Sunday, April 01, 2018

Shell Envy: Norman the Slug and the Silly Shell by Sue Hendra

Norman the Slug thought snails were great.

"WOW! Look at them! They're AMAZING!"

Norman has a serious case of shell lust. Those shiny shells with their awesome spirals are a must-have. Norman is a normal slug, but he feels that on the inside of those curvy shells, snails are just well-dressed slugs.

All he needs is a shell. He tries out tying on an alarm clock. Too clangy! He tries an apple, but it turns out to be occupied by a resident worm. Ugh! If only he can find the right round thingy, he can fit right in with the snail clan.

And then Norman spies a dropped doughnut--with sprinkles! With it on his back, he looks just like a snazzy, stylish snail... RIGHT? -He heads off to play with the snails, sure he's at last got the right stuff.

But a passing bird has another idea. No fool, that bird knows a doughnut when he sees one, and Norman suddenly finds himself soaring right over the gawking snails' heads, his supposed shell in the bird's beak. The snails are impressed, all right, but not in way Norman has hoped. Luckily, Norman has one skill in which slugs excel. He can produce...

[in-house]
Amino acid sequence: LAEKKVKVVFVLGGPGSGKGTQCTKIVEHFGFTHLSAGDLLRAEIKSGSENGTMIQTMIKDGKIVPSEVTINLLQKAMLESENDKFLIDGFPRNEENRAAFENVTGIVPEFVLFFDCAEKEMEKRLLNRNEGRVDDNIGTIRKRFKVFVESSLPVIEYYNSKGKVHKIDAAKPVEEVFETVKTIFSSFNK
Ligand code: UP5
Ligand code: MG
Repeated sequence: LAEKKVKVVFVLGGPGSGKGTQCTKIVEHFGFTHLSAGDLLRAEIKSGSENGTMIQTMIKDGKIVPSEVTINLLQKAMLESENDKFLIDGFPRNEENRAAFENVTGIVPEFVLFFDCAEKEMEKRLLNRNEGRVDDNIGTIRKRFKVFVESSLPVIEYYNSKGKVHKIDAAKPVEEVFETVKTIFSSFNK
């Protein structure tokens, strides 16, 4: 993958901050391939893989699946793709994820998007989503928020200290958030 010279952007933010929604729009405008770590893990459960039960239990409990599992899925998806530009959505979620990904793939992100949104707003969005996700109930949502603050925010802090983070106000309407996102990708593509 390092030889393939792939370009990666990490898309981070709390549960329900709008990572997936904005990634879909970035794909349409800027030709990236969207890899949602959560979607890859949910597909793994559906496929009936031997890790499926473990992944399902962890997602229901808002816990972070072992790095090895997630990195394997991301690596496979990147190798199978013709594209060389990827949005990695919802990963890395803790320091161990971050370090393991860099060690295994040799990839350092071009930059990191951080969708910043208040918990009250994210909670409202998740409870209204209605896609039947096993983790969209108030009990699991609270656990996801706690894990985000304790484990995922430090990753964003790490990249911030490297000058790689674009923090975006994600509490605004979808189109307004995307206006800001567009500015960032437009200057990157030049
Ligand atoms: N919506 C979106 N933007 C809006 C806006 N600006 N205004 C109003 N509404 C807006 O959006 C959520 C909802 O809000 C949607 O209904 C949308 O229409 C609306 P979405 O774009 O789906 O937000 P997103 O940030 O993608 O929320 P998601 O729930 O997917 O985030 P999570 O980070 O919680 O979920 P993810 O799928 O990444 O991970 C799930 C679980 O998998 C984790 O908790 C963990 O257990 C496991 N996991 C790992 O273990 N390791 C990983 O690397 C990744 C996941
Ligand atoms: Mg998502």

Apparently Norman didn't get the point when Polonius pontificated, "First to thine own self be true." Still believing that he can be anything he wants to be, Norman suddenly discovers that he loves flying, and when the disgusted bird drops the slimy pastry, Norman moves on to finding flight for himself, in Sue Hendra's Norman the Slug with the Silly Shell (Aladdin Books, 2017). With its bright and super silly illustrations, Hendra takes this one to the outer limits of the ludicrous, with her sappy--but happy-- slug who will delight youngsters busy giggling at his improbable, perhaps impossibly glorious dreams. After all, Hendra's readers are at an age where they can still think outside the box for a while. Says Publishers Weekly, "Don't look for just-be-yourself messages here: Hendra ends with a goofy scene that indicates that Norman isn't done trying out life as other creatures."

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